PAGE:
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Scam epidemic: Amount lost by motorists to fake sellers on Facebook doubles

Scam epidemic: Amount lost by motorists to fake sellers on Facebook doubles
Matt Browning
Written By:
Matt Browning

Fraudsters conned 87% more motorists than last year by selling fake cars on Facebook Marketplace, research reveals.

Santander has reported that car buyers have lost nearly £500,000 after con artists advertised vehicles for sale that did not exist – nearly double (93%) the amount from 2022. The scammers used stolen photos and videos of other genuine vehicles using the social media selling platform.

The lender found people aged between 18 and 25 were the most likely to be victims of the crime, as the age group accounted for a fifth of all the cases this year.

Those over 60 reported the next most number of cases, with 14% and those in their early 40s (41-45) the third, making up 12.5% of recorded cases.

Meanwhile, customers over 60 were tricked out of the largest average sums, losing £1,564 to each scam – more than double the £748.06 recorded last year. Those aged between 56 and 60 were conned out of the next most (£1,528) and 26 to 30-year-olds made an average claim of £1,363.

How the scammers operate:

  • You click on an advert for a vehicle you like the look of. Then you start a conversation with the seller.
  • They reassure you through their messages that everything’s above board by potentially sharing official-looking contracts, or with details of money-back guarantees.
  • They’ll ask you to pay upfront by bank transfer. This may be just the deposit to ‘secure the deal’. But could be for the full amount of the purchase.
  • After you have sent the money the contact stops and the seller disappears.

Earlier this year, YourMoney.com reported that over 80% of all purchase fraud claims happened on Meta, the parent company of Facebook, WhatsApp and Instagram. TSB called on the platform to do more to protect online shoppers.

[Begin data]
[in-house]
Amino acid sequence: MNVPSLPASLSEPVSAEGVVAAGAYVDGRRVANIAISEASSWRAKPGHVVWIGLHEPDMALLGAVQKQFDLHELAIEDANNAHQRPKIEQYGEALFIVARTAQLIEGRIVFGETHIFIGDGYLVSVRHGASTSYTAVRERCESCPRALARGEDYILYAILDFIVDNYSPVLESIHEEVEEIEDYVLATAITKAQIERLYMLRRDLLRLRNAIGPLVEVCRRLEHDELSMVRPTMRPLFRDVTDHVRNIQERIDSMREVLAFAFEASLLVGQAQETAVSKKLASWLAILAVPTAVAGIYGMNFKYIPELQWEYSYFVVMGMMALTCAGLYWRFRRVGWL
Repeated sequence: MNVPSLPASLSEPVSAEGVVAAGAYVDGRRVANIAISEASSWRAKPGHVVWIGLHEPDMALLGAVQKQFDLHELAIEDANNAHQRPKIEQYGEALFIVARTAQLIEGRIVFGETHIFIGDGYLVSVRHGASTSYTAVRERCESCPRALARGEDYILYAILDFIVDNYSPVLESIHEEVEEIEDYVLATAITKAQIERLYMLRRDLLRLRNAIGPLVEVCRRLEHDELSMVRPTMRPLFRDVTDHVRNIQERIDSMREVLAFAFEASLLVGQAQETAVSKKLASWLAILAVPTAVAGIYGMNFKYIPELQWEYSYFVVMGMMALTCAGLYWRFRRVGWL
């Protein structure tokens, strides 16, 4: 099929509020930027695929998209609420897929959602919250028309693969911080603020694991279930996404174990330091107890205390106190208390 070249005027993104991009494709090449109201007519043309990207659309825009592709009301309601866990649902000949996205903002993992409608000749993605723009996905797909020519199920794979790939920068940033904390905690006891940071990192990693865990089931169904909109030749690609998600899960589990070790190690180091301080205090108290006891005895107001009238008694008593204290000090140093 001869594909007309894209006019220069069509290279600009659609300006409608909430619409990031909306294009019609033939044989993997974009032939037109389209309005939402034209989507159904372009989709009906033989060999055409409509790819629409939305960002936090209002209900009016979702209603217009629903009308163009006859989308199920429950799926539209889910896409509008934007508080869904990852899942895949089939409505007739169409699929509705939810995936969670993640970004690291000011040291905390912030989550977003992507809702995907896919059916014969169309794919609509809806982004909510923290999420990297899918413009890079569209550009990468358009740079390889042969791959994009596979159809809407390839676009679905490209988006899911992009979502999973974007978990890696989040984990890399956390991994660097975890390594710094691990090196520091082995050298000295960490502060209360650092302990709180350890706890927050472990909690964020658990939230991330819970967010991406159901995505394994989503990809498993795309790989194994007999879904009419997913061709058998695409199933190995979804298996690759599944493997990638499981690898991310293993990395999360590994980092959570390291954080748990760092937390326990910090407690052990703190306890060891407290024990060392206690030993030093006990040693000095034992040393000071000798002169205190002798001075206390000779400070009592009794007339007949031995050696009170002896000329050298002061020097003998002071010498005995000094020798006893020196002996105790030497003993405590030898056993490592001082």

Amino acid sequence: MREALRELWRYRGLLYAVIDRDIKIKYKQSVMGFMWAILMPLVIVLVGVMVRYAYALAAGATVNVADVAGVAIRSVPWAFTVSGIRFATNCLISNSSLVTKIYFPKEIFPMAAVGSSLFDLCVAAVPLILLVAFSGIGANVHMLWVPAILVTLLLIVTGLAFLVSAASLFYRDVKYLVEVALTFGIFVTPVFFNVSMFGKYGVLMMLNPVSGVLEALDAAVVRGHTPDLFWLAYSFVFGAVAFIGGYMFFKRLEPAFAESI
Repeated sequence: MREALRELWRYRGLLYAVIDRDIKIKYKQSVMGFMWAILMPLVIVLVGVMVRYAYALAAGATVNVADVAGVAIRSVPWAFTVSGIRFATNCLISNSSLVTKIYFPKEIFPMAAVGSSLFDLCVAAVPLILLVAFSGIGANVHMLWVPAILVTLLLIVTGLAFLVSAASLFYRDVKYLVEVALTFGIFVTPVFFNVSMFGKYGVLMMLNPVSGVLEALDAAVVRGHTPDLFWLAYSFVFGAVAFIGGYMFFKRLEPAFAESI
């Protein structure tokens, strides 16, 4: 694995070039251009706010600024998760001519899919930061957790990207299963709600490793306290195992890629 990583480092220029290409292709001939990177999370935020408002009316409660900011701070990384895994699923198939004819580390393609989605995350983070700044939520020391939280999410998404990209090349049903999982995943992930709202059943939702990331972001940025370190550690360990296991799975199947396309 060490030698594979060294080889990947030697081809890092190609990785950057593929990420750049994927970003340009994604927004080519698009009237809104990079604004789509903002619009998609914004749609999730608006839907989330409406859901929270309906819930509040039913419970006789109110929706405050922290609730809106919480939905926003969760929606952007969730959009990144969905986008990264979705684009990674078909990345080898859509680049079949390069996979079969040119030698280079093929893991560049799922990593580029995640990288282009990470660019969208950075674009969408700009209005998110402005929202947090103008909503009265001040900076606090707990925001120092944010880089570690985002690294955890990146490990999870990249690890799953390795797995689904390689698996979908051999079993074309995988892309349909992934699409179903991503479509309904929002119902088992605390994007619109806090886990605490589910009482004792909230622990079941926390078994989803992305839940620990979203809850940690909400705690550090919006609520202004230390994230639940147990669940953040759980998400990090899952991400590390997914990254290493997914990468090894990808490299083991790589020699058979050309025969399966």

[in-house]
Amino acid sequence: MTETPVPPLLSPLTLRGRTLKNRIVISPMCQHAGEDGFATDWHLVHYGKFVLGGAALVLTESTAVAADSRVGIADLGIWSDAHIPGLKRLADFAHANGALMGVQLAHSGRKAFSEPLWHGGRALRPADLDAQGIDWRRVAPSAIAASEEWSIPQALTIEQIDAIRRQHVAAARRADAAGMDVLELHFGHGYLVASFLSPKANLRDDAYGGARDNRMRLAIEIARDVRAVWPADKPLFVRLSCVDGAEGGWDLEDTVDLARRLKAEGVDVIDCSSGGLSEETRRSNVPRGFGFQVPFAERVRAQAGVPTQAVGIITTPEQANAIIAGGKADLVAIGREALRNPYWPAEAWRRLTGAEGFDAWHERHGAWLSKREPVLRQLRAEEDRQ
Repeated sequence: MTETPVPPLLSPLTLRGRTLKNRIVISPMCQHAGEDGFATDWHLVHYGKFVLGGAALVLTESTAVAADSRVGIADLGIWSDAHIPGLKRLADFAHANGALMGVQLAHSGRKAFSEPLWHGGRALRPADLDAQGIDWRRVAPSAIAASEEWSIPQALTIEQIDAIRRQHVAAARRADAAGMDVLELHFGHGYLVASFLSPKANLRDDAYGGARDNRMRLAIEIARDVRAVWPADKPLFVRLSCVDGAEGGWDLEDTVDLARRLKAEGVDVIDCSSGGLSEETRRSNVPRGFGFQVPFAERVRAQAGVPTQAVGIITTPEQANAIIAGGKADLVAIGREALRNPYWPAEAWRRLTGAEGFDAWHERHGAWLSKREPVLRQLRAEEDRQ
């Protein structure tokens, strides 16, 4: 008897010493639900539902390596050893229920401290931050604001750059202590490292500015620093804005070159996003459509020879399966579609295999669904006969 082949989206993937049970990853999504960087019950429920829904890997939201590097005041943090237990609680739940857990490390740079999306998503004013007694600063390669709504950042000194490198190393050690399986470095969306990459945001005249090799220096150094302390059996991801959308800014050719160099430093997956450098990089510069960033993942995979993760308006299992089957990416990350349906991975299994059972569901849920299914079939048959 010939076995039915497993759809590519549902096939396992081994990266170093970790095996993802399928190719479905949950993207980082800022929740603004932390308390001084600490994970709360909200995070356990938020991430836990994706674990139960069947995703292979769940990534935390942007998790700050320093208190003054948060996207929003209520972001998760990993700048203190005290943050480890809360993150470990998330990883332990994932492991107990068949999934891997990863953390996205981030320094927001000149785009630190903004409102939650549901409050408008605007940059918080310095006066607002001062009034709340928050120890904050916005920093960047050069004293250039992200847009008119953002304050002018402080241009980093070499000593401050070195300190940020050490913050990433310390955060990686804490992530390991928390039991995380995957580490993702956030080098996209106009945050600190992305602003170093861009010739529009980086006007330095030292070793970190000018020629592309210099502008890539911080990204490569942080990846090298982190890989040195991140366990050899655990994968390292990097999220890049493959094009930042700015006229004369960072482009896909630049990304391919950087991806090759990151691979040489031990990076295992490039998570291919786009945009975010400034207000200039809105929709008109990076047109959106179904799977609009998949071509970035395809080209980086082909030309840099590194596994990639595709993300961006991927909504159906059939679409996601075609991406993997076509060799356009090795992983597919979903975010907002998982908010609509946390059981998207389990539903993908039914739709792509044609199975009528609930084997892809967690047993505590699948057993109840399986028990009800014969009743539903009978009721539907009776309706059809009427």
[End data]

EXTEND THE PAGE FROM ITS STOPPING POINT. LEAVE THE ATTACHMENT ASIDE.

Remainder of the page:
Chris Ainsley, head of fraud risk management at Santander said: “Scammers are stealing hundreds of thousands of pounds from people falling foul of car scams on online marketplaces. But people can help put the brakes on these scams by learning the tell-tale signs of fake listings and doing due diligence before transferring any funds.

“For this particular type of scam, the single best thing anybody can do to protect their money is to not transfer any funds until the vehicle is in their possession and they have seen it in person.”

The lender listed four steps for drivers to make sure they do not fall foul of Facebook fraudsters.

Four steps to avoid being duped on Facebook Marketplace

  • A photo or video isn’t proof the vehicle exists. Make sure you have seen it and it is in your possession before making any payment.
  • Follow the Government’s advice on purchasing a used vehicle. This includes completing an HPI vehicle check. This check can give you vital information about the vehicle.
  • Buying from a reputable site? If so, stick to their dedicated advice and processes. Especially on ways to pay for your vehicle.
  • Research the seller and always read the reviews. Compare several review sites. This helps rule out any fake reviews left by the criminals.